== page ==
Depression is a mental health disorder often characterized by a consistently depressed mood. There are several other symptoms of depression in women, including loss of interest in hobbies, suicidal ideation, and substance abuse.
In this article, we’re exploring one of the most common questions we hear from women – what causes depression in women?
What Causes Depression in Women?
It is beyond the scope of most doctors and mental health professionals to attribute a single cause when it comes to experiences of depression. There are some professionals who are in the camp of attributing depression solely to neurological and chemical imbalances, and some who insist that relief from depression lies in making life changes. The majority of those involved in mental health tend to fall somewhere in the middle of those two extremes, with a combination of biological and lifestyle – nature and nurture – interventions being the most effective approach.
So, what causes depression in women?
Unprocessed Trauma from the Past
Surviving a traumatic experience often results in long-lasting side effects that can impede daily activities. If ignored, unprocessed trauma from the past can develop into several serious mental disorders, including depression. In fact, unprocessed trauma is the most common underlying cause of women’s depression.
Women who have survived trauma and now live with depression are particularly vulnerable to substance abuse and addiction. It’s not uncommon for women to turn to prescription drugs or alcohol as a means of numbing the pain of depression, so it’s important to seek help processing the trauma as soon as possible.
Too Many Responsibilities
There was a time when women were expected to stay at home, tending to the home and the family. While most of us are grateful that we now have the opportunity to go out and provide for ourselves through joining the workforce, there is a downside to that liberation. Rather than our money-making abilities resulting in a more egalitarian division of labor at home, it simply added to the responsibilities. Even though the finances are now equally earned, women continue to disproportionately bear the brunt of running the household and taking care of family needs.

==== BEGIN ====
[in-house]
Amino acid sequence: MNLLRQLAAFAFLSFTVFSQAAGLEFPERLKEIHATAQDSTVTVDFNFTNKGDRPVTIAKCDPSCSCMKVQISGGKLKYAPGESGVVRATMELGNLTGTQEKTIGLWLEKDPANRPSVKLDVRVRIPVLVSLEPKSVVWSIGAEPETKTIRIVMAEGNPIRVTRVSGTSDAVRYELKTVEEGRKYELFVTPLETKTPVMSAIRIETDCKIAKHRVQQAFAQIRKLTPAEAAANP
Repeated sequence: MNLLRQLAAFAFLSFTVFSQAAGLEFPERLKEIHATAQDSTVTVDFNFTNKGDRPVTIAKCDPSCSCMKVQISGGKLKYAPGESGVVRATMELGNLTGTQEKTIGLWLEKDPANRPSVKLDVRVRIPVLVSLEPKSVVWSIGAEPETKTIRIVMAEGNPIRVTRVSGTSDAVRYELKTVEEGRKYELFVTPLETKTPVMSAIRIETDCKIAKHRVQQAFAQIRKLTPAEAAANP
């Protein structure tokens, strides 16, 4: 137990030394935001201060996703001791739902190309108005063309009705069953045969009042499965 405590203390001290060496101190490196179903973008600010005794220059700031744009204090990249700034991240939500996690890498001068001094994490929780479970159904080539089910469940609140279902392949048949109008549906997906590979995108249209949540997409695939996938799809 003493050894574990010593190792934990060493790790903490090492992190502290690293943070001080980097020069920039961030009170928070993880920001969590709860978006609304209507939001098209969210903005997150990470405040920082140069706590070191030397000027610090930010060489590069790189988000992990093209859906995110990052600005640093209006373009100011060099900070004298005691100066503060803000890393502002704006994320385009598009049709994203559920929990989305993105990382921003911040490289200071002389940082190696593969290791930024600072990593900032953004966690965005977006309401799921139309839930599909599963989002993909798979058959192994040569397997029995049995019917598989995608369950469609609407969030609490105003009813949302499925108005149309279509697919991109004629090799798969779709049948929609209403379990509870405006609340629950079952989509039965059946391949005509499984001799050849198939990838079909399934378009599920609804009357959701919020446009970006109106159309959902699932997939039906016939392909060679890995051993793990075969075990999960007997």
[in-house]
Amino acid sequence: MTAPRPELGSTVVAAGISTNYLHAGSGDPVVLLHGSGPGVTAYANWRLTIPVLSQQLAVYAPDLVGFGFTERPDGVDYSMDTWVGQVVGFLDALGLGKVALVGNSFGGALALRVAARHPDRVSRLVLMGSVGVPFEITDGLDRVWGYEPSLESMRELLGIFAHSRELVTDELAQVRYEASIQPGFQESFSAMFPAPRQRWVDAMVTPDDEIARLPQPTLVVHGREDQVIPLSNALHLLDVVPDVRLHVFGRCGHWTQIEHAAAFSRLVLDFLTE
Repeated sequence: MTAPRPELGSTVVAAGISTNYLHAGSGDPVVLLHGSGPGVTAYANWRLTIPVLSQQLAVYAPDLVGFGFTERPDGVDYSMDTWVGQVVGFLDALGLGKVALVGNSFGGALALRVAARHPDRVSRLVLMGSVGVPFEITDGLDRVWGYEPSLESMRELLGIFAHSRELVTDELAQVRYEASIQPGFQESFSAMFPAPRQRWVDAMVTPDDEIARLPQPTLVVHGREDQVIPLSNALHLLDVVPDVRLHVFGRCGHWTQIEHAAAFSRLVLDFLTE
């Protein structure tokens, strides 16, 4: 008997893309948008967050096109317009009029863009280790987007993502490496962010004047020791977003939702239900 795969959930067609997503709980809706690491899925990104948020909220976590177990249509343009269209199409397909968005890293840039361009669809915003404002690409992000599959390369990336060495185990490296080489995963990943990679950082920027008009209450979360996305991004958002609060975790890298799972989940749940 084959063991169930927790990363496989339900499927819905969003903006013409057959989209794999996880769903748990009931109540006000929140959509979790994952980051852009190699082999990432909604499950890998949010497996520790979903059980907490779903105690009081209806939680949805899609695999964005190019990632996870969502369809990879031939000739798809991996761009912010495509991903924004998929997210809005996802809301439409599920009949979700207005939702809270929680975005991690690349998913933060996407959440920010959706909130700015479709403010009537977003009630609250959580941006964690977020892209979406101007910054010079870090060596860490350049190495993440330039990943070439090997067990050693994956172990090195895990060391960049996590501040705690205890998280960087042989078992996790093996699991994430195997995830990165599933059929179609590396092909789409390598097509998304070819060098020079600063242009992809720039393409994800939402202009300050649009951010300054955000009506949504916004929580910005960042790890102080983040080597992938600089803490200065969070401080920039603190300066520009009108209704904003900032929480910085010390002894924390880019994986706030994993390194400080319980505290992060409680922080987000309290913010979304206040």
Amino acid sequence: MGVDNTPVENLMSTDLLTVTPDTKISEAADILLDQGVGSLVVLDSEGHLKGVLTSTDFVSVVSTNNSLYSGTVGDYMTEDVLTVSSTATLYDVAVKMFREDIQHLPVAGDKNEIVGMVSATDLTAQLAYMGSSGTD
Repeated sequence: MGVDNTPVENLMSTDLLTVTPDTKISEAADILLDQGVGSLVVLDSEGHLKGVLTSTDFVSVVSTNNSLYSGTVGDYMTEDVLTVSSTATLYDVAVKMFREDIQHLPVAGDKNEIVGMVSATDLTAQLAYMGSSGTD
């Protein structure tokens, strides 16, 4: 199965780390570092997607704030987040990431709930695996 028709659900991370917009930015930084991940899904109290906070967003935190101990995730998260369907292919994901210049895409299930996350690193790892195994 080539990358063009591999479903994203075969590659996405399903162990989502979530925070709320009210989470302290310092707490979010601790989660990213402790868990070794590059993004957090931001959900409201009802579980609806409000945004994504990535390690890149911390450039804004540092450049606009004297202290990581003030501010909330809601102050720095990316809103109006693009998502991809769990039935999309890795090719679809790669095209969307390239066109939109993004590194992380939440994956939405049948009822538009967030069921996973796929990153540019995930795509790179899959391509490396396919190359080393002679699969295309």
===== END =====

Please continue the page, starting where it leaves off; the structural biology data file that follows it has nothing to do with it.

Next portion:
In addition to working full-time jobs, women are often expected to complete the majority of the parenting duties, do the majority of the housework, and be the ones to take care of extended family members who are elderly or infirm. Even the strongest and most determined of women can find that their energy levels and zest for life come crashing down under the weight. When a feeling of hopelessness about meeting all of the demands creeps in, depression is usually the culprit.
The driving force behind our concept of what we should be able to accomplish as modern women often come from societal expectations. As if the weight of the responsibilities within our own little circle weren’t enough, many of us struggle with impressing the society at large. Stringent expectations for women have always existed, and, rather than utterly evolving from one historical iteration to the next, the expectations appear to be compounded. Modern women are expected to be physically fit, spend time on their beauty routines, be engaging during social interactions, be progressive parents, be smoldering lovers, and be at the top of their careers. Failing to find a way to separate ourselves from whatever the current standard of feminine success entails can result in a huge blow to self-esteem.
Even with all of our progression toward individualism, women still list the quality of relationships as a primary factor in life satisfaction. Whether it be due to our role in nurturing the next generation of life within our own bodies, or due to thousands of years of social conditioning, females tend to place more value on connections made with others than do our male counterparts. When these relationships are positive, our individual wellbeing is enhanced. When these relationships are stressful, every aspect of our lives can be negatively affected.